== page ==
Two of eight people who walk into psychiatrist Sabina Rao's clinic are women whose mental health issues are triggered by conflict and abuse (emotional, financial and physical) in marriage. "Often, they walk in with signs of anxiety and depression, but sometimes they are just overwhelmed by all the changes and shocks that marriage brings with it," says Dr Rao who consults at Bangalore's Sakra World Hospital.
While it is known that abuse of any kind results in a range of mental health issues, Dr Rao points out that just the sudden change in both personal and environmental factors can also affect women's mental health.
Much like any other life-impacting decision, opting to be a part of a marriage/partnership is both exciting and challenging. While on the one hand it brings with it all the joys of partnership, on the other hand, it comes with the challenges of adjusting to a new environment, a new family and in many cases a new city/town away from the one a woman has lived in before marriage.
"The stresses and demands for adjustment on women are certainly higher. A new partnership often means many more unfamiliar factors for women than for men in India," says Bangalore based counselor, Simi Mathew. We explored the challenges women face when entering a new marriage and the mental health issues that may arise from them.
Adjustment to new environments
Marriage for Indian women often includes moving to a new space/geography. While some move into a new and unfamiliar family, others move away from their own families to a new city to join their partners. "That a woman will make this move and accept it is still a given. And this is true in both urban and rural spaces. Often the woman herself hesitates to talk about the emotional toll of this move to avoid being seen as fussy or too emotional," says Mathew. Depending on the support from her new family and spouse, and the extent of adjustment required, many women do adapt over time. But for some others, the stress, sadness and helplessness that comes from being in a significantly new situation can also lead to an adjustment disorder, depression and anxiety.
Sense of self
“Marriage ( in the broad Indian context) comes as a shock to many women who have spent the first 25-30 years of their lives being encouraged to think freely. They have careers and opinions and when suddenly faced with in-laws who haven’t evolved at the same pace, or if their partner doesn’t accept parity, they start to lose their sense of self,” says Dr Rao. She adds that often suppressing these feelings of frustration and helplessness can give rise to symptoms of depression and anxiety. Any stressor that is not dealt with can snowball into a mental health issue.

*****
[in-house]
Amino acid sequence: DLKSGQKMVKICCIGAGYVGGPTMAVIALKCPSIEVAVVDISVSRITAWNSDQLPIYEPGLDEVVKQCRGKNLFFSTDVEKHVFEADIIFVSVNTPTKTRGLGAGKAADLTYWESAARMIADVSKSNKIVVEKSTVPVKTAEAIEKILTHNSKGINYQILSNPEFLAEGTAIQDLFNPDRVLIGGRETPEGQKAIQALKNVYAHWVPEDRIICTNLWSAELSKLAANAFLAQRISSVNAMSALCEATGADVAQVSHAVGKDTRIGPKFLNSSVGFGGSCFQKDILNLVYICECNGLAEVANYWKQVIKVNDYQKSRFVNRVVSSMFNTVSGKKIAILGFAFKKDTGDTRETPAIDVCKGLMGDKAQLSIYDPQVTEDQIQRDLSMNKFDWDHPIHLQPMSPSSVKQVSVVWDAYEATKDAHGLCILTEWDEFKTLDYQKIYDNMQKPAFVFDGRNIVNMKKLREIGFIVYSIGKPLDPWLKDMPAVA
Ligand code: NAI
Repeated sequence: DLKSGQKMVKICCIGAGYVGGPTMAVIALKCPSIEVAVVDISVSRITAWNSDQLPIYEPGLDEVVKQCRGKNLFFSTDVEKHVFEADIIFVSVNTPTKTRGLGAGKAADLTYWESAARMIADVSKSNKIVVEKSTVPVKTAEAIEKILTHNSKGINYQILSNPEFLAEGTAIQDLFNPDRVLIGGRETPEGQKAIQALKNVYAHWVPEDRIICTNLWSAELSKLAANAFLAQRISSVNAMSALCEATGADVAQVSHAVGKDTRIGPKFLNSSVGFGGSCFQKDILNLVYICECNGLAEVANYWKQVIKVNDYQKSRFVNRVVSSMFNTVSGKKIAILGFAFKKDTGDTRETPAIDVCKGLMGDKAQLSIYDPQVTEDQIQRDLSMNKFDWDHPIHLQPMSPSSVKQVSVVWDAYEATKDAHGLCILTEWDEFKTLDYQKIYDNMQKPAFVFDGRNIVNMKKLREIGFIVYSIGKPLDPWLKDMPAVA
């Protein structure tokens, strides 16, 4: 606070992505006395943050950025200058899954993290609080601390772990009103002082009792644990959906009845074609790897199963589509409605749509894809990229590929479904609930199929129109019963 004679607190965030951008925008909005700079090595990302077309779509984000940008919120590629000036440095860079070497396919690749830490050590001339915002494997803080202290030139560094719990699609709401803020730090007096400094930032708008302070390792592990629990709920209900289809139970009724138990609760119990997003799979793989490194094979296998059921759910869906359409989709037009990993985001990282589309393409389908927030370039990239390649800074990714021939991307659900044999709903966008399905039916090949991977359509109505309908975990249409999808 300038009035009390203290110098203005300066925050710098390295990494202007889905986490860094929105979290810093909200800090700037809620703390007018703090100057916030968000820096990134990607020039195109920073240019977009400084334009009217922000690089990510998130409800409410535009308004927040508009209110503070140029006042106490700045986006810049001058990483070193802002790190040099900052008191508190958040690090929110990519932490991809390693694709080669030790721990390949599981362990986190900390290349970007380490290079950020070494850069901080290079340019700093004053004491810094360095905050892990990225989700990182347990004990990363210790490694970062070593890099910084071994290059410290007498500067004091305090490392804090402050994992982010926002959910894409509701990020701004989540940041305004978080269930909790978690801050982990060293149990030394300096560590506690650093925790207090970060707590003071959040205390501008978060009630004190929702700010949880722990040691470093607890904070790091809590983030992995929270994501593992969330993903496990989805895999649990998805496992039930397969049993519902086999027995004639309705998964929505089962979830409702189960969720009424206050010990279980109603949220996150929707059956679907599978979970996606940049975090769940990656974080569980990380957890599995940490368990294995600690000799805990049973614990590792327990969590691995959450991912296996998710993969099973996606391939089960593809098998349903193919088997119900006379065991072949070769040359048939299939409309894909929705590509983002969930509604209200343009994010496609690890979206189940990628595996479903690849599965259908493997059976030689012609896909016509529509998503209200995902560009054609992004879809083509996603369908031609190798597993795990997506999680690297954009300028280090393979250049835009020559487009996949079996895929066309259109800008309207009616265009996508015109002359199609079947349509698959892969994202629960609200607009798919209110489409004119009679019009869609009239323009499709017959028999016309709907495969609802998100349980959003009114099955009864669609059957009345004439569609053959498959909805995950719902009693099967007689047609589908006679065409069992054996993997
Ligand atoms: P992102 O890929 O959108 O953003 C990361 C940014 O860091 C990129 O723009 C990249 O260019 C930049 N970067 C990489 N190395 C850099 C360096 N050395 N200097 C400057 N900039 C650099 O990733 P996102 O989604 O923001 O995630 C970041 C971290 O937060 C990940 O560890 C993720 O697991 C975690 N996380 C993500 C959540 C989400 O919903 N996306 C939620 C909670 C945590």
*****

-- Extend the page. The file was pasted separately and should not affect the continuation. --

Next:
Expectation vs reality
But while several of the mental health issues in adjustment to marriage come from the outside, there’s also the factor of unrealistic expectations set by both partners. “Sadly, a lot of couples expect marriage to solve a lot of problems,” say Mathew. Couples should be encouraged to discuss their expectations from a partnership. An understanding that all relationships require work is very important for a good foundation. Unlike many other relationships, marriage includes two people with different emotional styles, different families and often a different value system, coming together to live in a very intimate setting. “The solution here is just simple communication,” says Mathew adding, “go to a counselor if that’s required. But know why you’re getting married.”
How to deal with the stresses of marriage
Mental health issues are often difficult to diagnose when in a marriage. Many symptoms are manifested as marital discord, disagreements or just unmet expectations, unless it is a severe symptom. Which is why it’s important for both partners to work towards the wellbeing of their partners.
1) Talk to your partner about what marriage means to you. Understand if you are on the same page with regards to your expectation from marriage. Include a mentor/ counselor to moderate this conversation.
2) Understand how living with your partner is going to affect your daily routine and life. Communicate your discomfort, if any, to your partner.
3) Husbands of women moving into a joint family need to be cognizant of new adjustments. Understand that your partner is a person with agency and opinion.
When a woman has an existing mental health issue
Mental health issues come with a great deal of stigma, leading families of both men and women with mental health issues to not divulge the condition when marriage is on the cards. “Unethical as this practice is, when it comes to women, the issues that arise from secrecy and lack of support from her new family are several,” says psychiatrist Dr Ashlesha Bagadia.
But support from family can help women manage their mental health issues very well. “Till you get into your natural rhythm and process how the relationship works, don’t take anything for granted. Work on it slowly and with patience. Marriage is not going to solve mental health issues. Bring your partner into the fold about how your illness works. "Have couples counselling,” recommends Mathew.